WUOMFM

Issues & Ale recap: The polarization problem

Nov 3, 2016

With a week to go before election night, discussing politics over drinks seemed a good idea Tuesday night.

Panelists from left to right (not necessarily politically speaking): Stu Sandler, Brandon Dillon, Jack Lessenberry (host), Zoe Clark and Aaron Foley.
Credit Jodi Westrick / Michigan Radio

That’s when Michigan Radio held its final Issues & Ale election preview event before the fateful Nov. 8.

The event took place at HopCat in Detroit and Michigan Radio’s senior news analyst Jack Lessenberry hosted.

Panelists were Brandon Dillon, chair of the Michigan Democratic Party, Aaron Foley, editor of BLAC Detroit Magazine, Republican consultant Stu Sandler and Zoe Clark, co-host of Michigan Radio’s It’s Just Politics.

While conversation moved through various topics, all of which related to the ballot Michigan voters will see next Tuesday, one idea continued to take the forefront: the polarization this election has caused between people in this country.

It began with Lessenberry’s first question to the panel:

HOST QUESTION: In your opinion, what is the most bizarre or surprising thing to come out of this whole election cycle?

“I think the most bizarre thing, if I had to think about it, was the fact that you had a debate where both the candidates and their families couldn’t shake hands,” Sandler said.

That, he said, is a big indicator of the current state of civility in the United States.

“And it really shocks me that we’ve come to that level,” he said.

Dillon’s response to the question was slightly different:

"And my worry, beyond whoever wins or loses, is that we are losing any kind of national consensus of ourselves as a people."

He said in his view, the most surprising thing to happen throughout this election cycle came at the Republican presidential primary debate at Detroit’s Fox Theatre.

“I was in the media room watching the debate with all the national media and local media, and it was at the point where Donald Trump started talking about the size of his hands, at the debate,” Dillon said. “And the entire room just – all jaws dropped.”

While many were appalled by Trump's comment, Dillon said Trump “probably went up in the polls after."

Lessenberry said Trump’s ability to survive as a major party’s candidate, after all that has happened, made him realize we are in a “very, very different place than we’ve ever been before in terms of politics.”

“What I think most startles me is sort of the breakdown of national consensus over what elections are about – what they should be about,” Lessenberry said.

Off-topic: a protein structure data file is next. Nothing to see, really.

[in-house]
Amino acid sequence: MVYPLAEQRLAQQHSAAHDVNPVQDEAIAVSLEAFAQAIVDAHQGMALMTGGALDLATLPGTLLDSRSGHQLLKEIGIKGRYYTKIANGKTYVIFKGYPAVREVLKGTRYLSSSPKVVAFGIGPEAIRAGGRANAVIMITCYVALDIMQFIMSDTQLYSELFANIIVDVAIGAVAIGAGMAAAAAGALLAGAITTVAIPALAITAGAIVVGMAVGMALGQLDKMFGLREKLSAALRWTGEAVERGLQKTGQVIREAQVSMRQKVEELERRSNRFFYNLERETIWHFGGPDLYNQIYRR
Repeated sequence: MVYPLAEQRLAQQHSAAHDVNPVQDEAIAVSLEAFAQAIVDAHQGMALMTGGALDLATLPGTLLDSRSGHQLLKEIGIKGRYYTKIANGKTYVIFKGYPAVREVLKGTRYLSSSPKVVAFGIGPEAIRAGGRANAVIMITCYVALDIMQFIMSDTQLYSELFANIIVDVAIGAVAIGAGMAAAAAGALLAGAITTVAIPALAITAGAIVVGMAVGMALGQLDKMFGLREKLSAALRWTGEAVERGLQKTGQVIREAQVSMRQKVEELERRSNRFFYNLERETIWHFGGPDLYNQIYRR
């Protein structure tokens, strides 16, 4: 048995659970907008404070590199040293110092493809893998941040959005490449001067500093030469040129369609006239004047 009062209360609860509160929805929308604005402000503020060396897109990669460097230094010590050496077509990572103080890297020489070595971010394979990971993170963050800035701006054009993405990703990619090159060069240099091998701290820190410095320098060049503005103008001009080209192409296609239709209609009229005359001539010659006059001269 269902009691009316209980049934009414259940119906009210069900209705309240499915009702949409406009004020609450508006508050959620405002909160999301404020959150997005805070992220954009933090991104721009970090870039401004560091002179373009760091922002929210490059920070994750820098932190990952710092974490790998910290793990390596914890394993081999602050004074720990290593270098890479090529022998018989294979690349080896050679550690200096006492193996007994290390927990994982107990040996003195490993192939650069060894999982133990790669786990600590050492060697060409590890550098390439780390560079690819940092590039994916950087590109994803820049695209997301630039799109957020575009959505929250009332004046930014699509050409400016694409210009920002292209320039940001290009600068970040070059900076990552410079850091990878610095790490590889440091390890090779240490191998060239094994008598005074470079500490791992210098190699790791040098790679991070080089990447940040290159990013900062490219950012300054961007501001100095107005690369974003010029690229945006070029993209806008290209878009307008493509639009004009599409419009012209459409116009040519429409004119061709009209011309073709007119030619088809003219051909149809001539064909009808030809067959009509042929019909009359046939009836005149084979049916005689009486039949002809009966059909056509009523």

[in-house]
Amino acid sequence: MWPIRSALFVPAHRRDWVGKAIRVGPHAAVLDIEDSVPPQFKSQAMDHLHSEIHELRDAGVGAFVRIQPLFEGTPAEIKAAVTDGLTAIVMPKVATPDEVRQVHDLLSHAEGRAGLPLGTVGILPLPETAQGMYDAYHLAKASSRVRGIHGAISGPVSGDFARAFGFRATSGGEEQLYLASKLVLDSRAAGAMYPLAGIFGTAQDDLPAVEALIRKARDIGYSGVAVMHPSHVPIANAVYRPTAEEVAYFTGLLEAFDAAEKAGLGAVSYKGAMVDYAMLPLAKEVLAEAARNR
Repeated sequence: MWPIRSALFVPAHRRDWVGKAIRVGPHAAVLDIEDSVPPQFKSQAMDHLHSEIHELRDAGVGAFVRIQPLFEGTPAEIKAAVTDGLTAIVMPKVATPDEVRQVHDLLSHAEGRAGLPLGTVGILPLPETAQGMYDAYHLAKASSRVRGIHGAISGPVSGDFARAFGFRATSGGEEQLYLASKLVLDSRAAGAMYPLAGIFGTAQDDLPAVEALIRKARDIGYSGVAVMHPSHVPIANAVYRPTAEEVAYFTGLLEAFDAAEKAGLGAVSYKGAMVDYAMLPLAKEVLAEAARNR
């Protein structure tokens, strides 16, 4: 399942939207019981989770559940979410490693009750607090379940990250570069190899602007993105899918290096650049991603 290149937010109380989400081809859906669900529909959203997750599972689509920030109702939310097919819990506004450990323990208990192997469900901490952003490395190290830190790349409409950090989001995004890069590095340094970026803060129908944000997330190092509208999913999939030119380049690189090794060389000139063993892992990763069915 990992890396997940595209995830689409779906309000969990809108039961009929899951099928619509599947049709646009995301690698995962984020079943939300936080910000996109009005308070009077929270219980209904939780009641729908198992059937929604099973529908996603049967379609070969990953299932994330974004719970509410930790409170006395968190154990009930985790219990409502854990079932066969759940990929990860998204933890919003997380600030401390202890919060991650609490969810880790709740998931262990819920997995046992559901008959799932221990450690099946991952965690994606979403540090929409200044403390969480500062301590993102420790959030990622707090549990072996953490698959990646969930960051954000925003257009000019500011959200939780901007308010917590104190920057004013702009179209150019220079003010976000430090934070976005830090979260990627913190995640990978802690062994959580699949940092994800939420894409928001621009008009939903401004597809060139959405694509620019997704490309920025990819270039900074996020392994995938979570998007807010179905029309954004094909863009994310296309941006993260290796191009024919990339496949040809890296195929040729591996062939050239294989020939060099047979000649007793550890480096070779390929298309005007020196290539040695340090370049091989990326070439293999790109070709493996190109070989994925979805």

“And my worry, beyond whoever wins or loses, is that we are losing any kind of national consensus of ourselves as a people.”

AUDIENCE QUESTION: “I’ve read that we haven’t been this polarized since the mid-1850’s – and we all know what happened shortly after that. Do you see any parallels between those pre-Civil War times and now?”

Lessenberry said the difference between then and now is that polarization before the Civil War was mostly sectional. It was the north against the south. What's happening now is different.

The event was held at HopCat in Detroit.
Credit Jodi Westrick / Michigan Radio

“I don’t know if class against class is correct, but there are definitely sort of two Americas that don’t talk to each other anymore," he said. "And I think that’s a problem, but it’s not about to lead to civil war. What I’m worried about is that it is leading to less feeling of ourselves as Americans.”

Clark, however, offered a different opinion.

“I’m 32 and I can remember – ever since being little – always hearing that this election was the most important election of everyone’s lifetime and that we have never seen anything more divisive than this election,” she said.

While 2016 is particularly “incredible and odd and chaotic,” she does not agree that the state of politics is more partisan than anytime since the Civil War.

What may have become more partisan, however, is the way in which we communicate, and where we seek information. Listen to Clark’s explanation below:

Communication will be key as we start to look past the election, Foley said.

"I think the question we have to face is, 'how do we talk to each other after the election?'" he said. "Because even though we may be divided among certain lines right now, we're still going to have to live with each other after next Tuesday. So what does that mean for social interaction? What does that mean for online interaction?"

For the full conversation, listen above.

For more political conversation, join us on election night – Nov. 8 from 8-11 p.m. at Fraser’s Pub in Ann Arbor. Click here for more information.